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Editors’ Choice: With Thanks to Woolf and emacs, Reading ‘The Waves’ with Stephen Ramsay

I am currently teaching a graduate course (eng630: “Digital Humanities”: Emerging Tools and Debates in Literary Study) and, as much as possible, I’m trying to make clear the mechanics behind some of the text-analysis in the works we’re reading. So, this week, as I prepared to discuss Stephen Ramsay’s Reading Machines, I wanted to reproduce some of the analysis done there. The first chapter, for instance, offers a tf-idf reading of Woolf’s The Waves. Here is how Ramsay describes it:

It is possible—and indeed an easy matter—to use a computer to transform Woolf’s novel into lists of tokens in whcih each list represents the words spoken by the characters ordered from most distinctive to least distinctive term. Tf-idf, one of the classic formulas from the field of information retrieval, endeavours to generate lists of distinctive terms for each document in a corpus. We might therefore conceive of Woolf’s novel as a ‘corpus’ of separate documents (each speaker’s monologue representing a separate document), and use the formual to factor the presence of a word in a particular speaker’s vocabulary against the presence of the word in other speakers’ vocabularies. (11)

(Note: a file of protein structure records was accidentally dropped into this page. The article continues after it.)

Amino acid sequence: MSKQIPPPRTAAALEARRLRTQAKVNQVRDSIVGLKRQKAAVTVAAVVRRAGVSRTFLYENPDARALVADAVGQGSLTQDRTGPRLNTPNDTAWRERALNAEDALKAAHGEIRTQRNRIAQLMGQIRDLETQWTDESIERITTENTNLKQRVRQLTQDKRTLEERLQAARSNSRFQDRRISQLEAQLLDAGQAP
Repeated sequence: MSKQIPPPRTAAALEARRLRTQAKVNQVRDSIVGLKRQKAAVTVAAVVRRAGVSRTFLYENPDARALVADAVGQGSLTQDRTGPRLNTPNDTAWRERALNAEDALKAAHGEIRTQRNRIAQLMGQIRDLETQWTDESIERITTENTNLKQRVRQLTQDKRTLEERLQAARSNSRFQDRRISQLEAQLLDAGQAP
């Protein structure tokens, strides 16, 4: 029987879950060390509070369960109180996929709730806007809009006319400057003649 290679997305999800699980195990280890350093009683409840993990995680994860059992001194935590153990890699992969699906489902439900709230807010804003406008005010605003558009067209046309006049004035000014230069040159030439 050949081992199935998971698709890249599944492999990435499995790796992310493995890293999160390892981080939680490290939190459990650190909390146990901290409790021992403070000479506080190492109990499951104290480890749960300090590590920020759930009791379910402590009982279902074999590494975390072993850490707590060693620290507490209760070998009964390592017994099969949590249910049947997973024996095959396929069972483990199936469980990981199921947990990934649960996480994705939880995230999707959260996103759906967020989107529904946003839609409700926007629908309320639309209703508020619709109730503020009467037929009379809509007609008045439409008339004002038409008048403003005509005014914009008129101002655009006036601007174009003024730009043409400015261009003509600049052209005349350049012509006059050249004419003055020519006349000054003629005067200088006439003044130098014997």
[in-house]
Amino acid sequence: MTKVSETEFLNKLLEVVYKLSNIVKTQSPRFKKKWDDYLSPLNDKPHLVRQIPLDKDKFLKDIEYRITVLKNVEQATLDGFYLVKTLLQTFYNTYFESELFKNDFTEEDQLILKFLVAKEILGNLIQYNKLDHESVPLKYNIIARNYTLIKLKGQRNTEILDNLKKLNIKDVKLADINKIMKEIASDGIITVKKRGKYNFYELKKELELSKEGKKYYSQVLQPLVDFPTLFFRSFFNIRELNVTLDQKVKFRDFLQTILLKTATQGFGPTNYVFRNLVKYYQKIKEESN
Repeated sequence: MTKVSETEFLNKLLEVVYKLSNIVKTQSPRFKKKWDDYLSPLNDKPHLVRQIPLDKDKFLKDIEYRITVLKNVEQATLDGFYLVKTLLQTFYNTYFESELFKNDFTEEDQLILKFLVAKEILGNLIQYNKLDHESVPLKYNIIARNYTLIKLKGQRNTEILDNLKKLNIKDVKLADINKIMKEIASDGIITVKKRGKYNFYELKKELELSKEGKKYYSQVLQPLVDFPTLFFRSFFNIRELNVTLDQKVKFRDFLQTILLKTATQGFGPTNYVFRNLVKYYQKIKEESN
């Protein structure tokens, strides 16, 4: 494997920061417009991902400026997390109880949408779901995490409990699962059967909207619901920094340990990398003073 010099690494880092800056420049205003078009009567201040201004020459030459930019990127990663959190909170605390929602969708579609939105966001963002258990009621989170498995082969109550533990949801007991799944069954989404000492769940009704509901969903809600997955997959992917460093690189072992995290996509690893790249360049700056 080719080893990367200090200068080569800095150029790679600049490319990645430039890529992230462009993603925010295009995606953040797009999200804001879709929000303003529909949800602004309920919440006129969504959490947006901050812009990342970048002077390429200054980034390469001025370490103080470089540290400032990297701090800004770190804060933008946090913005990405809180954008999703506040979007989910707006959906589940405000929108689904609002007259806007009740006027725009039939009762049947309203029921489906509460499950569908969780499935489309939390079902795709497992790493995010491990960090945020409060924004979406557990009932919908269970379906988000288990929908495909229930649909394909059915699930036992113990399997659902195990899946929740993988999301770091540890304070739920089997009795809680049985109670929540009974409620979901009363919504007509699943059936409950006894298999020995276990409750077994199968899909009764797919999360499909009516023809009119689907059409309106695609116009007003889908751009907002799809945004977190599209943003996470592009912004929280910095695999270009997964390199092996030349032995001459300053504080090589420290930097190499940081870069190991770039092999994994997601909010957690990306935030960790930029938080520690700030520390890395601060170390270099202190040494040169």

This post summarizes how I tried to do just that, and the different results I got. I’m not sure what accounts for the differences from Ramsay’s (and Sara Steger’s) results; I’ll try to show you what I mean below. In a future post I’ll use the same “method” on aa different text (spoiler: it’s Ulysses).

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This content was selected for Digital Humanities Now by Editor-in-Chief based on nominations by Editors-at-Large: